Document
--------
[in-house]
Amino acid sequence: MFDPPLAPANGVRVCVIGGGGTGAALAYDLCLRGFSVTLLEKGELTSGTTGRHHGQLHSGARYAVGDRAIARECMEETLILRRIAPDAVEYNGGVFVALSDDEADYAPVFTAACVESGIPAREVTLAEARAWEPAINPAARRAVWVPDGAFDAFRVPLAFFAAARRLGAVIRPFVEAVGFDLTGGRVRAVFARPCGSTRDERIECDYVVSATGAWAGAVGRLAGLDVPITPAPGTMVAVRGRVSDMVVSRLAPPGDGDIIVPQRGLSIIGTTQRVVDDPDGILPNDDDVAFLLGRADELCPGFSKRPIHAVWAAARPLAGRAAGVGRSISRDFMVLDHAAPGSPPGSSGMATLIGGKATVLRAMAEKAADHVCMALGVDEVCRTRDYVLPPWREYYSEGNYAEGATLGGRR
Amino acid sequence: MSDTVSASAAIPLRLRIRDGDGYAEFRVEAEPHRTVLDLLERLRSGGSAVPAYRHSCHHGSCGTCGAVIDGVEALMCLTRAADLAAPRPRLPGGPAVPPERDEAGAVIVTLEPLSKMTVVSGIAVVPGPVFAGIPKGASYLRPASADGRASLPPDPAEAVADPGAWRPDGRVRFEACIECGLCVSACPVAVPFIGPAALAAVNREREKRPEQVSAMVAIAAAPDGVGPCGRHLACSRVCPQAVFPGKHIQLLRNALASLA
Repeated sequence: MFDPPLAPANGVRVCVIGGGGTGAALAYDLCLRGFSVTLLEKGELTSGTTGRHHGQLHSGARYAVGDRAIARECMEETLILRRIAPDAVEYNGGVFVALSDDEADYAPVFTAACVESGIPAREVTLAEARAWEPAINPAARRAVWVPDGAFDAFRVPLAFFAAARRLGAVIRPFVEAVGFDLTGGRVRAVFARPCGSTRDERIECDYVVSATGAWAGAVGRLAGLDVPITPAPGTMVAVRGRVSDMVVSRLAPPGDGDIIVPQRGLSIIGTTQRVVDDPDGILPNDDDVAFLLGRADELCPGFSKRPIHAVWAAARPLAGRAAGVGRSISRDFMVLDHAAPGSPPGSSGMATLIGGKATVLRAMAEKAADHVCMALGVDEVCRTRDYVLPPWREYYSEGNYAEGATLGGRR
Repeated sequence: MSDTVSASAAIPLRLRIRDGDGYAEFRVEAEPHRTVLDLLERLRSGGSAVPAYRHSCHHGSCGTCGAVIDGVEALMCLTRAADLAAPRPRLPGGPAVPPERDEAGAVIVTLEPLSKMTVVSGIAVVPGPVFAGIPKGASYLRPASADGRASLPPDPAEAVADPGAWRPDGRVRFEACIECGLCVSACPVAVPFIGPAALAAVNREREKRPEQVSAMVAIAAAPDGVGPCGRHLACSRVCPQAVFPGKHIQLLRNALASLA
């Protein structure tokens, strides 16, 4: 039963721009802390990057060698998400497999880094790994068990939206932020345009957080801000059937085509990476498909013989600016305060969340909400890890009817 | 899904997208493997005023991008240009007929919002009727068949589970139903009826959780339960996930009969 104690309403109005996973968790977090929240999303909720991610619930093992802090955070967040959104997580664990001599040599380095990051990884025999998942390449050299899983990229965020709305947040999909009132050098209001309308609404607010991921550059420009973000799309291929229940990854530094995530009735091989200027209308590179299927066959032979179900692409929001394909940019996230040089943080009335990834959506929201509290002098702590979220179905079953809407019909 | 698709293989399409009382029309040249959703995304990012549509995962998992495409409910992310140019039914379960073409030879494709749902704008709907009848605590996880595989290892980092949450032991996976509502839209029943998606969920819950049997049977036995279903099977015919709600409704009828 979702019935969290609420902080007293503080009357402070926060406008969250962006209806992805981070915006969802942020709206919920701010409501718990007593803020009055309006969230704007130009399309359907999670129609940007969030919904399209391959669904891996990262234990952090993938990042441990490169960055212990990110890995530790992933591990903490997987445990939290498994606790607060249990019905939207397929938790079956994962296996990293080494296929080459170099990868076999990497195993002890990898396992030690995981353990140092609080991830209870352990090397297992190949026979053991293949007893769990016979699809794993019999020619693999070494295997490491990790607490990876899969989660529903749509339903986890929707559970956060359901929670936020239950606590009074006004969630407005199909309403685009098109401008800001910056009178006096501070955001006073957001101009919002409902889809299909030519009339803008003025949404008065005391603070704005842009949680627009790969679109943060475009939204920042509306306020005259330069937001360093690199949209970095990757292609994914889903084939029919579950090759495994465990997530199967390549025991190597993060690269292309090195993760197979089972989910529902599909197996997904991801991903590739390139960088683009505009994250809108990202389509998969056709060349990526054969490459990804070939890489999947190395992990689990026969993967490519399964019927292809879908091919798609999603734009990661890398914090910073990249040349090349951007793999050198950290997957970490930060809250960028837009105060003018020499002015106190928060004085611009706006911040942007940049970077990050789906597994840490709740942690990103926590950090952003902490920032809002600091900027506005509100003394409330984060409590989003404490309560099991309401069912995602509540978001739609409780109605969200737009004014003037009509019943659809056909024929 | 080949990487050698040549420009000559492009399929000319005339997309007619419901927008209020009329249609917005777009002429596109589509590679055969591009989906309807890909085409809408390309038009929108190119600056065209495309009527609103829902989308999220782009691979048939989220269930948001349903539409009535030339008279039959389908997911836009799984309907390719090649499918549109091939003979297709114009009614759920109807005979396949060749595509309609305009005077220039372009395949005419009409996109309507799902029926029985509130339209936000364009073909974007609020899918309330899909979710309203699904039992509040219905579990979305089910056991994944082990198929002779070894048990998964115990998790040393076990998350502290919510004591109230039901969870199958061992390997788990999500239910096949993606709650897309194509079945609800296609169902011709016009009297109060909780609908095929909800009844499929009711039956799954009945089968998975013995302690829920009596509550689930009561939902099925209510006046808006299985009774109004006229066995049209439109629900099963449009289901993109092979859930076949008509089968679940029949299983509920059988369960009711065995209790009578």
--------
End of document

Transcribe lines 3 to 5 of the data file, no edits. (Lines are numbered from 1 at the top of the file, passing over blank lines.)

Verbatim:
Amino acid sequence: MSDTVSASAAIPLRLRIRDGDGYAEFRVEAEPHRTVLDLLERLRSGGSAVPAYRHSCHHGSCGTCGAVIDGVEALMCLTRAADLAAPRPRLPGGPAVPPERDEAGAVIVTLEPLSKMTVVSGIAVVPGPVFAGIPKGASYLRPASADGRASLPPDPAEAVADPGAWRPDGRVRFEACIECGLCVSACPVAVPFIGPAALAAVNREREKRPEQVSAMVAIAAAPDGVGPCGRHLACSRVCPQAVFPGKHIQLLRNALASLA
Repeated sequence: MFDPPLAPANGVRVCVIGGGGTGAALAYDLCLRGFSVTLLEKGELTSGTTGRHHGQLHSGARYAVGDRAIARECMEETLILRRIAPDAVEYNGGVFVALSDDEADYAPVFTAACVESGIPAREVTLAEARAWEPAINPAARRAVWVPDGAFDAFRVPLAFFAAARRLGAVIRPFVEAVGFDLTGGRVRAVFARPCGSTRDERIECDYVVSATGAWAGAVGRLAGLDVPITPAPGTMVAVRGRVSDMVVSRLAPPGDGDIIVPQRGLSIIGTTQRVVDDPDGILPNDDDVAFLLGRADELCPGFSKRPIHAVWAAARPLAGRAAGVGRSISRDFMVLDHAAPGSPPGSSGMATLIGGKATVLRAMAEKAADHVCMALGVDEVCRTRDYVLPPWREYYSEGNYAEGATLGGRR
Repeated sequence: MSDTVSASAAIPLRLRIRDGDGYAEFRVEAEPHRTVLDLLERLRSGGSAVPAYRHSCHHGSCGTCGAVIDGVEALMCLTRAADLAAPRPRLPGGPAVPPERDEAGAVIVTLEPLSKMTVVSGIAVVPGPVFAGIPKGASYLRPASADGRASLPPDPAEAVADPGAWRPDGRVRFEACIECGLCVSACPVAVPFIGPAALAAVNREREKRPEQVSAMVAIAAAPDGVGPCGRHLACSRVCPQAVFPGKHIQLLRNALASLA